Now a serious allergic reaction that can be life-threatening is called anaphylaxis, this is a severe sudden reaction that affects many parts of the body all at the same time and it typically begins within minutes after an allergen is introduced to the body, this severe allergic reaction can cause the body’s vessels all over the body to dilate, in other words they open all the way up and cause anaphylactic shock, the full opening of the blood vessels causes a sudden drop in the blood pressure and the brain and the other vital organs become oxygen starved, anaphylactic shock will cause death if it’s not treated, now the treatment is epinephrine which helps constrict the blood vessels and open the airways, now the most common things that cause anaphylaxis are foods such as peanuts, tree nuts, fish, shellfish, eggs, and milk, biting or stinging insects such as bees latex and medications. Now food is generally the most common cause of anaphylaxis with peanuts being the most common cause of fast severe and life-threatening reactions because severe nut allergies tend to affect children, a lot of fear is associated with nut allergies, it has become a very popular and emotional topic, this is the reason that many schools, airlines, food manufacturers and other places have become nut free zones but more effective than banning nuts completely, there are precautions public facilities can and should practice such as having nut free tables at lunch for children to eat, most importantly children need to be taught what foods to avoid, children with allergies need to carry an EpiPen.

Schools, daycares, camps and other places that typically serve food to children should have epi pens for emergencies, now preventing an emergency is the best but if an emergency happens, you need to know how to recognize it and be prepared to handle it, the following signs and symptoms would indicate a person is going into anaphylactic shock; trouble breathing, wheezing, tightness of the throat, an itch enos on the tongue, swelling of the face, eyes, lips, hives itching, flushed or pale skin, rapid heartbeat, low blood pressure, maybe they have nausea, vomiting or diarrhea, dizziness, fainting or eventually unconsciousness. Children may describe their symptoms in the following way though they may say things like it feels like something’s poking my tongue or my tongue is tingling, my mouth pitches my tongue, feels like there’s hair on it, my mouth feels funny, there’s something stuck in my throat, they might say things like my lips feel tight, or my body feels weird all over and if you recognize any of the signs and symptoms of anaphylaxis, don’t wait for signs and symptoms to get worse, call 9-1-1 immediately and if it’s available, assist with or administer an auto injectable epinephrine such as an EpiPen, keep the person calm, have them sit down and be in a position of comfort.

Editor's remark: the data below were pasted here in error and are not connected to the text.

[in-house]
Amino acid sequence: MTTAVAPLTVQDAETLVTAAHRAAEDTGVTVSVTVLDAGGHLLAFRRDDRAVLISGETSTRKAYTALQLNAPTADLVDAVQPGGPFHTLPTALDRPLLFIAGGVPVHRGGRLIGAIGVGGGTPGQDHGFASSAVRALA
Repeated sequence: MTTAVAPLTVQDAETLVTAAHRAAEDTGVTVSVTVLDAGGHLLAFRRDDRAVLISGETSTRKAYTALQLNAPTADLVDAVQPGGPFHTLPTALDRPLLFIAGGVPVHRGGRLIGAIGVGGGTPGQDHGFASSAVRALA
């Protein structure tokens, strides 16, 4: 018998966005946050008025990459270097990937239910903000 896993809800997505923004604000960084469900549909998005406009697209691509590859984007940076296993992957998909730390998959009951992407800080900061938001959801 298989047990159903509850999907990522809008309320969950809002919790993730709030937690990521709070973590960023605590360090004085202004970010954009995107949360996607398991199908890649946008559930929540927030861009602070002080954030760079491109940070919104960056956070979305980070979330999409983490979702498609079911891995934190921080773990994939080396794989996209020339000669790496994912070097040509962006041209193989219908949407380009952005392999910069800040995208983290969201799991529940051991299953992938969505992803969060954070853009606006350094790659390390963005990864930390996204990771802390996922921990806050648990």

While you’re waiting for the ambulance, let them sit in a position that’s easiest for them to breathe, typically this is sitting up and leaning forward and if the person feels faint or is not fully conscious, lie them down, elevate their legs and keep the person warm, talk to them, reassure them and keep the person’s airway open while monitoring their breathing and be prepared to start CPR if the person stops breathing and becomes unresponsive, it is possible for a reaction to happen again after the initial reaction so most people should be really cautious and be observed during the following four to six hours after they had their first initial event, remember the best way to help somebody in an anaphylactic reaction is to recognize their signs and symptoms early, activate EMS calling 9-1-1 or a code and then assisting them with their EpiPen to reverse their symptoms and help save their life.